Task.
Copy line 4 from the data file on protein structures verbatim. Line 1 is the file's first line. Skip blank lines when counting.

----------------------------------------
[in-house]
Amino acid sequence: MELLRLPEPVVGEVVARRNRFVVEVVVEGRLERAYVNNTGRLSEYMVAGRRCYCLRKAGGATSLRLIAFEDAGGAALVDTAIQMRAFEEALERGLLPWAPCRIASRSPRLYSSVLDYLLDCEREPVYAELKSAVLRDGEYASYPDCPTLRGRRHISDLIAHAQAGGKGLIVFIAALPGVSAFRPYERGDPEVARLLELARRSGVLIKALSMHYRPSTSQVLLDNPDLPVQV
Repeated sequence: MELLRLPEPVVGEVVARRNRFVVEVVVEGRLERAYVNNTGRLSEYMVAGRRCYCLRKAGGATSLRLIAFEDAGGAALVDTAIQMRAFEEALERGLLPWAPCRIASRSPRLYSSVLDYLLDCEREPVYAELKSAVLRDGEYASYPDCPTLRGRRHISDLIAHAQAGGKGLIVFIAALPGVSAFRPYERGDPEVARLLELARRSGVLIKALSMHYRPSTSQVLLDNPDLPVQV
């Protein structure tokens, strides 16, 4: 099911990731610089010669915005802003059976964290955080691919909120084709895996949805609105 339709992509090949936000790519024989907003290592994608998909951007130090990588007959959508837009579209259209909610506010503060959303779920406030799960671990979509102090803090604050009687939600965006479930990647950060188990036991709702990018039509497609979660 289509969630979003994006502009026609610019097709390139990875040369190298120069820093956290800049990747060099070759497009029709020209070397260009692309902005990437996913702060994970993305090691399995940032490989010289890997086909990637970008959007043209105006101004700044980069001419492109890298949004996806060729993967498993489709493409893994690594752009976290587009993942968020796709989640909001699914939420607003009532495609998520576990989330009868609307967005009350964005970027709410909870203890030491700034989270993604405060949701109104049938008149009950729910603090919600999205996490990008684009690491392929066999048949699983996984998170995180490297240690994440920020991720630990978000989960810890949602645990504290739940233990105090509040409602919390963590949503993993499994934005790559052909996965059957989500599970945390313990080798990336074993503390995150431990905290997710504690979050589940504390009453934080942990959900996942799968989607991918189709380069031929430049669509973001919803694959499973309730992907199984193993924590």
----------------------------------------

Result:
């Protein structure tokens, strides 16, 4: 099911990731610089010669915005802003059976964290955080691919909120084709895996949805609105 339709992509090949936000790519024989907003290592994608998909951007130090990588007959959508837009579209259209909610506010503060959303779920406030799960671990979509102090803090604050009687939600965006479930990647950060188990036991709702990018039509497609979660 289509969630979003994006502009026609610019097709390139990875040369190298120069820093956290800049990747060099070759497009029709020209070397260009692309902005990437996913702060994970993305090691399995940032490989010289890997086909990637970008959007043209105006101004700044980069001419492109890298949004996806060729993967498993489709493409893994690594752009976290587009993942968020796709989640909001699914939420607003009532495609998520576990989330009868609307967005009350964005970027709410909870203890030491700034989270993604405060949701109104049938008149009950729910603090919600999205996490990008684009690491392929066999048949699983996984998170995180490297240690994440920020991720630990978000989960810890949602645990504290739940233990105090509040409602919390963590949503993993499994934005790559052909996965059957989500599970945390313990080798990336074993503390995150431990905290997710504690979050589940504390009453934080942990959900996942799968989607991918189709380069031929430049669509973001919803694959499973309730992907199984193993924590």